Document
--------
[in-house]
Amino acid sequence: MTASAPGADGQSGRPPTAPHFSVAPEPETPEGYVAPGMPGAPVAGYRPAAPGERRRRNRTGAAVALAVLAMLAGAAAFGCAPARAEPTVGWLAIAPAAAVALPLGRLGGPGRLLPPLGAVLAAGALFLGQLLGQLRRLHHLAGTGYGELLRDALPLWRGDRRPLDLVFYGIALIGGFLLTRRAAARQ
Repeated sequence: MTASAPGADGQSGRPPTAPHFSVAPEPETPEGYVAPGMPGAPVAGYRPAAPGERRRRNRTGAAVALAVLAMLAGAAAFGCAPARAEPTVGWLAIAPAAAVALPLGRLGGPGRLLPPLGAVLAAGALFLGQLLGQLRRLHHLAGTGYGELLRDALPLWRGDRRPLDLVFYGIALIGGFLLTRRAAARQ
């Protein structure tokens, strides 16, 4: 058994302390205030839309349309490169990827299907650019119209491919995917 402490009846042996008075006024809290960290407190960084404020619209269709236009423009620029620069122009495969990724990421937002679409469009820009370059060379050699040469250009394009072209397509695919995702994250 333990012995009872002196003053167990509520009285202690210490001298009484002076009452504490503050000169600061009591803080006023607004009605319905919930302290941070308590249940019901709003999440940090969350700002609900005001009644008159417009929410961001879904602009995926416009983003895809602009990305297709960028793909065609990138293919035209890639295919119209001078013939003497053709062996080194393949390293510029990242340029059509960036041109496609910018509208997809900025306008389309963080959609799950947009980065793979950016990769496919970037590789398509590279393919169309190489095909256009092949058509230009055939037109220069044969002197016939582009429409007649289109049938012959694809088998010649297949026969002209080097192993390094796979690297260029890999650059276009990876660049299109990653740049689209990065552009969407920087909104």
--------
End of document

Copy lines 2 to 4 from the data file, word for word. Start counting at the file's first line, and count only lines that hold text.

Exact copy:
Amino acid sequence: MTASAPGADGQSGRPPTAPHFSVAPEPETPEGYVAPGMPGAPVAGYRPAAPGERRRRNRTGAAVALAVLAMLAGAAAFGCAPARAEPTVGWLAIAPAAAVALPLGRLGGPGRLLPPLGAVLAAGALFLGQLLGQLRRLHHLAGTGYGELLRDALPLWRGDRRPLDLVFYGIALIGGFLLTRRAAARQ
Repeated sequence: MTASAPGADGQSGRPPTAPHFSVAPEPETPEGYVAPGMPGAPVAGYRPAAPGERRRRNRTGAAVALAVLAMLAGAAAFGCAPARAEPTVGWLAIAPAAAVALPLGRLGGPGRLLPPLGAVLAAGALFLGQLLGQLRRLHHLAGTGYGELLRDALPLWRGDRRPLDLVFYGIALIGGFLLTRRAAARQ
């Protein structure tokens, strides 16, 4: 058994302390205030839309349309490169990827299907650019119209491919995917 402490009846042996008075006024809290960290407190960084404020619209269709236009423009620029620069122009495969990724990421937002679409469009820009370059060379050699040469250009394009072209397509695919995702994250 333990012995009872002196003053167990509520009285202690210490001298009484002076009452504490503050000169600061009591803080006023607004009605319905919930302290941070308590249940019901709003999440940090969350700002609900005001009644008159417009929410961001879904602009995926416009983003895809602009990305297709960028793909065609990138293919035209890639295919119209001078013939003497053709062996080194393949390293510029990242340029059509960036041109496609910018509208997809900025306008389309963080959609799950947009980065793979950016990769496919970037590789398509590279393919169309190489095909256009092949058509230009055939037109220069044969002197016939582009429409007649289109049938012959694809088998010649297949026969002209080097192993390094796979690297260029890999650059276009990876660049299109990653740049689209990065552009969407920087909104």